And I would wish both would take a little bit of time here, put something out they can both run on. The country deserves two different views from two different parties and two different candidates, but something they can really believe in and something that will make a difference.

BROWN: Well, the counter to that, too, Hilary, is that Obama's argument is very much that McCain's tax policies are about benefiting the wealthy and corporate America, more of the same of what you get from Republicans.


As a practical matter, he's offering $5 trillion worth of tax cuts to wealthy Americans and corporations. And look at something like the oil industry, which has had record profits for the last year- and-a-half, as gas prices continue to increase.

You know what? If the oil companies aren't going to invest in alternative fuels and do other kinds of things to change the energy equation for the American people, then -- then those taxes need to come back into the pocketbook of -- of people who will invest.

One thing that is a big difference between John McCain and Barack Obama in these two speeches is that Barack Obama actually said: I'm going to pay for whatever investment incentives we give people for the middle-class tax cuts he's proposing, as opposed to a tax cut for the wealthy. He's looking at a pay-as-you-go.

We have spent hundreds of billions of dollars in this war in Iraq. That -- John McCain is not proposing, you know, a dime of savings there. Barack Obama, I think, is being pretty responsible with spending and taxes.

BROWN: Let me let you respond to that, quickly, Ed.

ROLLINS: First of all, rich Americans are always going to make out. I don't care what -- how you change the tax policy. They're going to basically find a way to invest their money or do whatever.

What you really have to do is stimulate small business. And I think the key thing here is to make sure that small business have an opportunity, both getting government regulation off their back, and not have things like FICA expanded out. You have to basically make sure that they can create the job market, because that's where jobs are created in America.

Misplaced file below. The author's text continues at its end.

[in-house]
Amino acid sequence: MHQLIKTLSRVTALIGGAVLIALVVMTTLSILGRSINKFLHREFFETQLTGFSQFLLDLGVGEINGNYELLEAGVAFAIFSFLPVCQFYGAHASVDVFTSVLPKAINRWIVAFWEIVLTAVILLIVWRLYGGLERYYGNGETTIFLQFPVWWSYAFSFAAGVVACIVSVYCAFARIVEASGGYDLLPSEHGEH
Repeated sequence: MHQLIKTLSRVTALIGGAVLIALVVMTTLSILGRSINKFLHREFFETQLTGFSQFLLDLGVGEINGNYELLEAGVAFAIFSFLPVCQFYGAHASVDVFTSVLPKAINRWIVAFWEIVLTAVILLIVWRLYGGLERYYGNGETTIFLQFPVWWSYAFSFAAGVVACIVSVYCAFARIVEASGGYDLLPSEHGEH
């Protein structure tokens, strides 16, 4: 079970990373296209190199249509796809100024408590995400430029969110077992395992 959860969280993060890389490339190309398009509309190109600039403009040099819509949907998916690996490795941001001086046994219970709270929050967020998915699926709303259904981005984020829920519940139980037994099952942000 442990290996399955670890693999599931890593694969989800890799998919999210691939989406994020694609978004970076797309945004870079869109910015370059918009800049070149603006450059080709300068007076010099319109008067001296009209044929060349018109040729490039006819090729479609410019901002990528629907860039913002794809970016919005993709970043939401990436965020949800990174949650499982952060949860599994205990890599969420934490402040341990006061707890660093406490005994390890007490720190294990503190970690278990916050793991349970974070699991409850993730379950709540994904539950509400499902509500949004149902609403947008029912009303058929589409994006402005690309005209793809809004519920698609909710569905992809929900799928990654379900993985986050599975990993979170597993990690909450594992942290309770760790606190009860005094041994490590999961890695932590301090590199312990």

And I think, to a certain extent, you can hammer all you want on big business, big oil companies. I learned a long time ago corporations don't pay taxes. They pass it off to the consumer. So, whatever you try and do to basically make that, it's just not going to work.

BROWN: All right, hold that thought. We're going to come back with you guys in just a second, David Gergen, Hilary Rosen, and Ed Rollins.

David had some advice for the candidates on the 360 blog today. You can check that out at -- or -- rather -- /360.

We have got more politics ahead, including Barack Obama and why, these days, his campaign is looking an awful lot like Hillary Clinton's.

And, then, later, is there another campaign in Chelsea Clinton's future, namely, her own? We are going to look at what's next for her -- tonight on 360.



OBAMA: America, this is our moment.


OBAMA: This is our time, our time to turn the page on the policies of the past.


BROWN: Barack Obama's sweeping victory speech one week ago tonight.

And with the general election campaign now under way, he seems to be taking a page out of Hillary Clinton's book, carrying that populist mantle.

Senator Obama is reaching out to the working class and to struggling Americans. The question, though, is, will it work?

CNN's Jessica Yellin has the "Raw Politics."


JESSICA YELLIN, CNN CONGRESSIONAL CORRESPONDENT (voice-over): Barack Obama spent the morning touring a Missouri hospital with a hardworking nurse. Remind you of something? Maybe Hillary Clinton's tour with the hardworking nurse?


YELLIN: Or Hillary's ad about hardworking women?


NARRATOR: They work the night shift at the local hospital. They're often overworked, underpaid, and sometimes overlooked.


YELLIN: Obama's message is familiar, too.

OBAMA: You don't have to read the stock tickers or scan the headlines in the financial sections to understand the seriousness of the situation we're in right now. You just have to go to Pennsylvania and listen to the man who lost his job, but can't even afford the gas to drive around and look for a new one.